By: Carlo Massimo
When people call Adams Morgan a “vibrant” neighborhood, they’re usually thinking of bars, restaurants, and the Sitar Arts Center.
Adams Morgan is a vibrant neighborhood. But it’s no secret that the old life and color of the neighborhood are in peril, especially as high rents force old communities out. But there’s hope for neighborhood. And it’s behind 18th Street, which is on the 1700 block of Kalorama. At 1724 there is the old hulk of an office building at 1724. Next door, 1700, has a sign for Sitar.
Between these two buildings is the ticking heart of a neighborhood known for its diversity and at constant risk of a whitewash. The old office building was purchased. Soon it will become an affordable housing block.
Jubilee Housing, a nonprofit that provides affordable housing in the District, bought 1724 Kalorama NW with the plan of building 25 affordable units, priced for renters making between 30 and 60 percent of the area median income (AMI).
“As low and moderate income families are being squeezed out of the District due to lack of affordable housing,” says the Jubilee website, “our work makes sure they can benefit from the progress of the city. Our work creates justice housing.”
Now, Sitar is exploring the option to expand into its ground floor. “Affordable housing is essential to DC,” said Maureen Dwyer, executive director at Sitar. Sitar and Jubilee form a “lifelong partnership,” she told The Current. Jubilee was Sitar’s parent organization.
“Sitar finds the potential in every person, and in every family, to live their best lives, no matter what their background or income,” she said.
Furthermore, Sitar offers art classes, workshops, and childcare programs to about 500 kids and young adults from Ward 1 and across the District. Its range is so broad it would sound absurd in any other city. There’s after-school care, summer camps, full theater productions, live studio recording, prenatal care for mothers, and paid workforce development for young adults. There’s creative writing, 3D printing, belly dancing, mural painting, darkroom photography, and healthy breakfasts and lunches.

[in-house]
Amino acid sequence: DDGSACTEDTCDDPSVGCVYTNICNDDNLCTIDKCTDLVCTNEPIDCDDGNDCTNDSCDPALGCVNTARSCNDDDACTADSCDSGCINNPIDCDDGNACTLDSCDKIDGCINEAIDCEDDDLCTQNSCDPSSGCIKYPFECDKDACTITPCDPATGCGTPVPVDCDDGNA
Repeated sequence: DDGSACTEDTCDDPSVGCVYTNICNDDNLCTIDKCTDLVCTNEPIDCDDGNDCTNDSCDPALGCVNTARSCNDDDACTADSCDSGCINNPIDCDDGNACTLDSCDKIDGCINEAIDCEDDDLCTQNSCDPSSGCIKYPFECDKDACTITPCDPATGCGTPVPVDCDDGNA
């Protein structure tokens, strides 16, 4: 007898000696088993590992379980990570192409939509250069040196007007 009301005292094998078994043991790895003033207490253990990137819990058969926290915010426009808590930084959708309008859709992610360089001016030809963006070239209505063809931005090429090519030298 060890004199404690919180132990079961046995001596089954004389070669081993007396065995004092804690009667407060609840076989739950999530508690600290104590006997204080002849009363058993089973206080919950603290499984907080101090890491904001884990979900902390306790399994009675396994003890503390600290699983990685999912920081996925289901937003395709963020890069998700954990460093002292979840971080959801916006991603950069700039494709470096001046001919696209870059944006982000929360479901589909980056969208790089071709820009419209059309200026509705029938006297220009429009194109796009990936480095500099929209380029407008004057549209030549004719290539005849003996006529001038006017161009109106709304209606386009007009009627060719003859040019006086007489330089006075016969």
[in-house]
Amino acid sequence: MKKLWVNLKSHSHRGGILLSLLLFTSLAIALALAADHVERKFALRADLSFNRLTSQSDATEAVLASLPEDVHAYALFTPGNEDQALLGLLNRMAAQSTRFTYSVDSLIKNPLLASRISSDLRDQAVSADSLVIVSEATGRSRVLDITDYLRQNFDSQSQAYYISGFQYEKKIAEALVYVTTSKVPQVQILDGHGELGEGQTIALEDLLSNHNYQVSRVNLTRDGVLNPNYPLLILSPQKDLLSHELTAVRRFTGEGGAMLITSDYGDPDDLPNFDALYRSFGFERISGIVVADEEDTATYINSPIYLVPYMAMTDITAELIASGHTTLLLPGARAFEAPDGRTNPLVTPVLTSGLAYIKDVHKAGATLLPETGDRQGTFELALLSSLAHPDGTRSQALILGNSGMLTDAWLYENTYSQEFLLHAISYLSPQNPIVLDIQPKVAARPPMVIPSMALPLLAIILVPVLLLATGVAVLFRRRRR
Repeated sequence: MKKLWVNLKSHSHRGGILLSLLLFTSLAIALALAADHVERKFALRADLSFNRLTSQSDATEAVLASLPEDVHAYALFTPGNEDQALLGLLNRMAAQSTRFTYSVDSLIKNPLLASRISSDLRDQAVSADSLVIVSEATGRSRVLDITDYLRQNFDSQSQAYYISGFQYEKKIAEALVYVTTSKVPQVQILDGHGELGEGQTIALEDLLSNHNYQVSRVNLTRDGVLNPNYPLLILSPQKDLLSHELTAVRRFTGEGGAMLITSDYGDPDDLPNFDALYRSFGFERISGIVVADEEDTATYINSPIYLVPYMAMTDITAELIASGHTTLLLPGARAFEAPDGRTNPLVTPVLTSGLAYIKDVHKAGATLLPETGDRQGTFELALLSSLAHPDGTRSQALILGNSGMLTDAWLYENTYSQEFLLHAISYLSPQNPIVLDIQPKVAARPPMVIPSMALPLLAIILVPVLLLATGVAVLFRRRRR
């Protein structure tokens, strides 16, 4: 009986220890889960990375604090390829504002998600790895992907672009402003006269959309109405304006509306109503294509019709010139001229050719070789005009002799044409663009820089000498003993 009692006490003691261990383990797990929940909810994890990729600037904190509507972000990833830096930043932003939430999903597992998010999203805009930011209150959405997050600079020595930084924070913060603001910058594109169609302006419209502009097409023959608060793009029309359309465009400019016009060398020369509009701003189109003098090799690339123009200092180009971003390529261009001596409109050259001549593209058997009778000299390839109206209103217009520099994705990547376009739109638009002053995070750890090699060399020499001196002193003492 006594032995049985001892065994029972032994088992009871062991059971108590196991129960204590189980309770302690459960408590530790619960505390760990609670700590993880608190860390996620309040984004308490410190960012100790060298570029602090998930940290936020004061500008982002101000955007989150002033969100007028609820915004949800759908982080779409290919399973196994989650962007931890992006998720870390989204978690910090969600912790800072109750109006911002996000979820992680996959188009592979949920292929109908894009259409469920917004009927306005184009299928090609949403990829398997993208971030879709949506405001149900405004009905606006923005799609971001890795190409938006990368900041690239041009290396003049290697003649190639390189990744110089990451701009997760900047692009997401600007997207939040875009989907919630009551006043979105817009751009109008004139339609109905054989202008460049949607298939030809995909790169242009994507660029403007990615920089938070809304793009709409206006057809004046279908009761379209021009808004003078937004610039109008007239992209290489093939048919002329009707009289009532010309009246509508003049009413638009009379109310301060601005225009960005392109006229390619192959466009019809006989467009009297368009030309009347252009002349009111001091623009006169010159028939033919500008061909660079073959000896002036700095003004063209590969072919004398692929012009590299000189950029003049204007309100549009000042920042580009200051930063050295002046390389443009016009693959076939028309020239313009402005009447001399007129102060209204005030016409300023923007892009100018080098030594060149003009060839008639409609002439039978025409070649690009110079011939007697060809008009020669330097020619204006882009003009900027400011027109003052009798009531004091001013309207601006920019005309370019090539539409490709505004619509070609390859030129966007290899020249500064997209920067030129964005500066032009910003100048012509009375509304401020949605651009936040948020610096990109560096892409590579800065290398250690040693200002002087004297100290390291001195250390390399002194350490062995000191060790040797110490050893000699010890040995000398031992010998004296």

On a brief tour of the facilities, The Current saw racks of guitars, piano keyboards fitted to computers for musical transcription, a library, a study hall, a papier-mâché in progress, and posters with pictures of successful alumni.
“It’s a haven,” said a young man named Colin. “It’s an incredible place to learn.” The waitlists are long at Sitar – hence the interest in an expansion.
Moreover, Dwyer explained that about 90 percent of Sitar’s funding comes from personal contributions. Families pay for membership on a sliding scale, which is based on household income. A few District agencies contribute funds as well, including the DC Commission on the Arts and Humanities and the Office of the Deputy Mayor for Education.
And the list of nonprofit sponsors is staggering: the National Symphony Orchestra, Girls Who Code, the DC Jazz Festival, Mary’s Center, the Washington Ballet, the Young Playwrights’ Theater, For Love of Children, American University’s music program, and Jubilee Housing.
Sitar emerged from Jubilee in 2000. Both organizations are connected to the Church of the Savior, an ecumenical D.C.-based church. Both are also members of the Platform of Hope, a strategic nonprofit alliance that helps struggling families in Adams Morgan.
On Sunday, September 23, Platform of Hope will launch its latest project: a holistic, self-directed, one-year support program for a cohort of 20 local families.
According to a press release, “Sitar is very proud to offer its services and to help address the racial and economic inequities that stand in the way of these families from living their fullest lives as part of our Adams Morgan community.” As rent crawls up, that’s quite a relief.